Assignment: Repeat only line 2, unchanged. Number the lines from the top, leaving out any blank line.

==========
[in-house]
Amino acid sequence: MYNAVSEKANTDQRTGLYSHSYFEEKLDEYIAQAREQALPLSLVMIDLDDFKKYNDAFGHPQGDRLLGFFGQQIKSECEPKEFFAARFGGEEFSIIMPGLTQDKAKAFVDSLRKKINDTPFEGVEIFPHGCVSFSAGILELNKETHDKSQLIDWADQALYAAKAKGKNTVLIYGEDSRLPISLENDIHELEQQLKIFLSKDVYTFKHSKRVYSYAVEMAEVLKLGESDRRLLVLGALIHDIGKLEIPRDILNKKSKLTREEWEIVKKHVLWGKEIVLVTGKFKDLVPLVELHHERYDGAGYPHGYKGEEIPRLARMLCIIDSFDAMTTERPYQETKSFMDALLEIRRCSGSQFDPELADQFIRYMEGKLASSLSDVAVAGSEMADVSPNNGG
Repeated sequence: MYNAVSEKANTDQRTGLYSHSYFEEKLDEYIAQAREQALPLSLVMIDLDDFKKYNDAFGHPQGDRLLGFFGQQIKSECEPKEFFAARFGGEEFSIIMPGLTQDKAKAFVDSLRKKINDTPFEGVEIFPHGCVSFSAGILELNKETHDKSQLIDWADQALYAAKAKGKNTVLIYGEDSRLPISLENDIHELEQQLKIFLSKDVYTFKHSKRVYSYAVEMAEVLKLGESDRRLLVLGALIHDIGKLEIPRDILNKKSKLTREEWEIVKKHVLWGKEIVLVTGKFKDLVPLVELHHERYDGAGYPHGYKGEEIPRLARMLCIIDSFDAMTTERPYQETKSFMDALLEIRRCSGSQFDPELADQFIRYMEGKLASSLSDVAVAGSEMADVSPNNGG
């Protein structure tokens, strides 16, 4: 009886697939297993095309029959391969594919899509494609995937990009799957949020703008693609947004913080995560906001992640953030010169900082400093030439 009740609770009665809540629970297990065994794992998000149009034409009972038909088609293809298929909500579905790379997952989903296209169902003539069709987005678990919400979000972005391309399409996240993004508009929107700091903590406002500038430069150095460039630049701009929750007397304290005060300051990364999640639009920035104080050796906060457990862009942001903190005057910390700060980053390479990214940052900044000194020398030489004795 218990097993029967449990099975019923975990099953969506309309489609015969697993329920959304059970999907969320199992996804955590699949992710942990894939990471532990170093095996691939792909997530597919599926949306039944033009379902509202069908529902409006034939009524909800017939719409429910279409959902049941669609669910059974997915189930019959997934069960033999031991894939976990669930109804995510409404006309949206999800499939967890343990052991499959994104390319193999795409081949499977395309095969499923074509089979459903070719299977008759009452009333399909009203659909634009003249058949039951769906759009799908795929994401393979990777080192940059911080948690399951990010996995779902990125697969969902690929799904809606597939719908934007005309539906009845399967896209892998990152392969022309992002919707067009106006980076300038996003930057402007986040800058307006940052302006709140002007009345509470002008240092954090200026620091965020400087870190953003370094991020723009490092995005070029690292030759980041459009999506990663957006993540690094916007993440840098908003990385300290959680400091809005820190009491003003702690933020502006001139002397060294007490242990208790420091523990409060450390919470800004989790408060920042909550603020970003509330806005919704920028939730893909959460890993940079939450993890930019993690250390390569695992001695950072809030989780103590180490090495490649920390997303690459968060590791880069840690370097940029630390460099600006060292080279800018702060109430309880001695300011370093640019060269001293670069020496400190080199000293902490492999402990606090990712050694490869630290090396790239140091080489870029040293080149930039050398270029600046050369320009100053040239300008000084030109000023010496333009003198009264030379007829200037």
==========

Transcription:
Amino acid sequence: MYNAVSEKANTDQRTGLYSHSYFEEKLDEYIAQAREQALPLSLVMIDLDDFKKYNDAFGHPQGDRLLGFFGQQIKSECEPKEFFAARFGGEEFSIIMPGLTQDKAKAFVDSLRKKINDTPFEGVEIFPHGCVSFSAGILELNKETHDKSQLIDWADQALYAAKAKGKNTVLIYGEDSRLPISLENDIHELEQQLKIFLSKDVYTFKHSKRVYSYAVEMAEVLKLGESDRRLLVLGALIHDIGKLEIPRDILNKKSKLTREEWEIVKKHVLWGKEIVLVTGKFKDLVPLVELHHERYDGAGYPHGYKGEEIPRLARMLCIIDSFDAMTTERPYQETKSFMDALLEIRRCSGSQFDPELADQFIRYMEGKLASSLSDVAVAGSEMADVSPNNGG